“Heat-press application equipment, by and large, has ‘arrived’ in its reliability and quality of application,” states Knight, emphasizing the digital controls and available automatic features that serve to improve throughput and repeatability. Additional proof that digital transfers have become viable in production can be found along the aisles of every major industry trade show, with an undeniable presence on the floor.
Expensive papers, singular heat presses, and slow printers—all elements that limited digital transfers to small-orders in the past—are progressing to become its production strengths for the future.
“The speed of laser printers, wide-format printers, and other digital equipment used for producing digital transfers has increased to the point where the printer is no longer the bottleneck,” Knight points out.
He explains how hardware now enables the printing to surpass the actual heat-pressing application time in many circumstances. “When a laser transfer is coming off a printer every ten seconds in high resolution and full color, and a heat press takes fifteen seconds to press that transfer, you have now made the final pressing application, not the output printing step, the longest link in the chain,” Knight says.
“For this reason, digital transfer technology is very viable for a high-volume basis. Add a few presses—at very little cost compared to screen-printing equipment—and two to three operators will have a finished garment every seven to ten seconds or so. This is very possible, and is being done regularly in high-production digital-heat-transfer scenarios.”
On the supply side, copy-friendly transfer papers are also upping the ante, with some decorators purchasing tens of thousands of sheets at a time, according to Dunster.
“The transfer papers have improved, and whereas it was difficult to get them to run in earlier versions in high-speed copiers, there are now papers that will run very effectively without trouble in copiers that are running hundreds of pages a minute,” he says.
“So you can produce those transfers very quickly.” Before paper-coating advancements, printers would jam, melt, and otherwise destroy transfer papers that were too thick and unfit to withstand the wear and tear that long laser-printer runs can impose. These reformed and ready-to-go papers also present an advantage over direct-to-garment systems that require pre and post-production treatments."
All our sources agree that, when it comes to putting colors on whites, digital transfers are a practical production competitor. While commercial-grade machines, increasingly affordable printers and papers, and ever-speedier transfer times are helping combat the conception that heat transfers have a low ceiling, certain challenges remain.
“Digital transfers are still developing new and improved white and opaque solutions for printing darks,” Knight reports. “There are methods and papers for printing darks, but a soft-hand screen-printed style digital-transfer method for doing darks is still not fully mature.”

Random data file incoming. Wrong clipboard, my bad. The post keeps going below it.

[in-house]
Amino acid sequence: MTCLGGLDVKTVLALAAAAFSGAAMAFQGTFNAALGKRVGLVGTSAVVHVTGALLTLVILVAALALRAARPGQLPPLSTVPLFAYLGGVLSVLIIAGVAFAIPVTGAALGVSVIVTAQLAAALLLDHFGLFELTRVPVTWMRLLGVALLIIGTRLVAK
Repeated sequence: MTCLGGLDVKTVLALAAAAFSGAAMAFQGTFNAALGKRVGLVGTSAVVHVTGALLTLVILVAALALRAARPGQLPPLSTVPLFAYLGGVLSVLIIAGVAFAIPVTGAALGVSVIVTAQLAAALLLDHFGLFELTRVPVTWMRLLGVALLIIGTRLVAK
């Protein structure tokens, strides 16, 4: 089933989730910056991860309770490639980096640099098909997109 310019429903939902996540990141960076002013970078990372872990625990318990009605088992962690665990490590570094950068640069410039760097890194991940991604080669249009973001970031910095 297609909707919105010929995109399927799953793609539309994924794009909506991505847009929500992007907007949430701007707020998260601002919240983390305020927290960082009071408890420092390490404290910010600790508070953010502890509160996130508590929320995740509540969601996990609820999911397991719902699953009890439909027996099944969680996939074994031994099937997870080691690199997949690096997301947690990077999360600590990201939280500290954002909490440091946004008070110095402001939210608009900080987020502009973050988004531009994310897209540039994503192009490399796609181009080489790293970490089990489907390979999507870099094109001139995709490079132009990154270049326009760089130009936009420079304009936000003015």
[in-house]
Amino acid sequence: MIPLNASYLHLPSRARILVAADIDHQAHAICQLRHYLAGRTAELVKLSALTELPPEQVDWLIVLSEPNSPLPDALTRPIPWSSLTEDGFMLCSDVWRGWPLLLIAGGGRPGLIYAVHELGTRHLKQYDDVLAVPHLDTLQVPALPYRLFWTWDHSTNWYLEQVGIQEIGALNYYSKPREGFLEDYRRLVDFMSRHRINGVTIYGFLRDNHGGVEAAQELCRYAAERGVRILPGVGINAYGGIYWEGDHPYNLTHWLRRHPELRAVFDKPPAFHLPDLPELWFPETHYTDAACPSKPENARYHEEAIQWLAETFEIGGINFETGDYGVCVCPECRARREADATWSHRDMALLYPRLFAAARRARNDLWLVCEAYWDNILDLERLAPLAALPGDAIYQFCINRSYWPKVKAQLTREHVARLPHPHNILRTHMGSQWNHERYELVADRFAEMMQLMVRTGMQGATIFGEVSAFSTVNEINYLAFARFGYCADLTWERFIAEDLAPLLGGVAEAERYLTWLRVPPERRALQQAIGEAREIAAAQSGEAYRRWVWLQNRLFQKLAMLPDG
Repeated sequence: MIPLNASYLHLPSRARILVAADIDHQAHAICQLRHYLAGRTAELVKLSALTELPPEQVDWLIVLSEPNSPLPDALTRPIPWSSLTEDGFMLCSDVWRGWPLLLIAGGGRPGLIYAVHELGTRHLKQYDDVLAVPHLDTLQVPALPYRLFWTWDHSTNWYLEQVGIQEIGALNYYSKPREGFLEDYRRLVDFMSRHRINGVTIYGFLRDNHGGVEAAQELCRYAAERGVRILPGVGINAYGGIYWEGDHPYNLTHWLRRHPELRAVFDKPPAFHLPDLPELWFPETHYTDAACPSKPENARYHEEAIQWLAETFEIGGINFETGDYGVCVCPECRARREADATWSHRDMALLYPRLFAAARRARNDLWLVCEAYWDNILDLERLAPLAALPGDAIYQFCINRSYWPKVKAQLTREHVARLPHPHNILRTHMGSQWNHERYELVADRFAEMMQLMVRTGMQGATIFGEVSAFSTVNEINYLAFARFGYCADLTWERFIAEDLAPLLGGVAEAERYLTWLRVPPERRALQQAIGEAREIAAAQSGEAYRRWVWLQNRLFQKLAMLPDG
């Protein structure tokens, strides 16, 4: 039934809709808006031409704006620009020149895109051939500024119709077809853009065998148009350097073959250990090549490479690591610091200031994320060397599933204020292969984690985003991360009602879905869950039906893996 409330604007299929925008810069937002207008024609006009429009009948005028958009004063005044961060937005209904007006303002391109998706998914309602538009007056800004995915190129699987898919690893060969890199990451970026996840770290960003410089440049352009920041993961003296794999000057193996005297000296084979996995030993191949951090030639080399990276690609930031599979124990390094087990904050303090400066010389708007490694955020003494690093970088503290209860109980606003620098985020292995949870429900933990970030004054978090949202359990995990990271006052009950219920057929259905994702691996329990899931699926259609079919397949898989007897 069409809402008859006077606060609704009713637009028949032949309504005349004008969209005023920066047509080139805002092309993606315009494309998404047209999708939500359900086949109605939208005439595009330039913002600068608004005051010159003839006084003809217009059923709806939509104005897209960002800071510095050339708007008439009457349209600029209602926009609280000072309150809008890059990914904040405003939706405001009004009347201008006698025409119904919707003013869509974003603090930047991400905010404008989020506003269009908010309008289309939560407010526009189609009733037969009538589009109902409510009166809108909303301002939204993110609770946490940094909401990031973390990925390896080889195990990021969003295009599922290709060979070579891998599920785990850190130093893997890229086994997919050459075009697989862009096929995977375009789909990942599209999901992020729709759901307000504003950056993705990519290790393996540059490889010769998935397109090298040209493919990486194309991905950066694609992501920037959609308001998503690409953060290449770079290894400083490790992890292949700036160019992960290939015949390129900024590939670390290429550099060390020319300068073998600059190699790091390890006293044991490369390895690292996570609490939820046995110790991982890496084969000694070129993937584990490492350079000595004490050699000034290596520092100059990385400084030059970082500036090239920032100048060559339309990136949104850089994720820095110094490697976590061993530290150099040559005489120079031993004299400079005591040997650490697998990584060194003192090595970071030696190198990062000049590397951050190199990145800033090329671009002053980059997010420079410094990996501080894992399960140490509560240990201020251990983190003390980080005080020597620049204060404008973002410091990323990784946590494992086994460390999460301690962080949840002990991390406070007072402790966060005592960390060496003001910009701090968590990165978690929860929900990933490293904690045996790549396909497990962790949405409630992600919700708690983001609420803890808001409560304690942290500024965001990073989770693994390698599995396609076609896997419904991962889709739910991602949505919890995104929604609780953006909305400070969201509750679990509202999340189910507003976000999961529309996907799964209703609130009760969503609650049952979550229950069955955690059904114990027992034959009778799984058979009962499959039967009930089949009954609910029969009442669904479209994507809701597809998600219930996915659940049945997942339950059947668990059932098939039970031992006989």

In this regard, digital-transfer technology moves away from a competitor stance and into the light as a companion.
“What we’re suggesting is that it’s just one more option that, for certain types of images and certain kinds of jobs, can compete very well with the other options,” comments Dunster. “Couple that with the fact that you don’t need a lot of training, you don’t need to spend a lot of money, you don’t need a lot of time to do it, and it becomes a very viable complementary technology.”
Pick up the slack
While digital transfers are earning their place as a stand-alone production solution, players in other facets of the industry who are open to adding it will be well-equipped when another technique falls short.
"You can’t embroider a full-color photographic image,” declares Dunster, discussing the built-in market of existing customers for whom most decorators can now provide a greater range of finished products. “The digital processes, be it laser or sublimation, will do that very nicely. Again, the equipment you need to get started to do that is minimal. An inkjet printer is under a hundred dollars, you can get a laser printer for a few hundred dollars; that and a heat press and you’re ready to go.”
TheMagicTouch’s Weeks describes the value in digital transfer’s production across the scope of substrates: “They’ve captured that image, now they want to sell it in as many forms as possible to their customers,” he says, citing the range of printable products, including metal, wood, leather, glass, acrylic, nylon, and more."
“Because [digital transfers do] not require products to be coated to receive an image such as in sublimation, it’s not so much ‘What can I transfer to?’ but simply determining time, temperature and pressure to put an image on almost any substrate.”
While digital transfers may never dominate the industry like our miniature, morphing friend from Apple, it seems that it won’t be long before you’ll find someone in every shop jamming to their iPod and applying digital heat transfers in multitudes.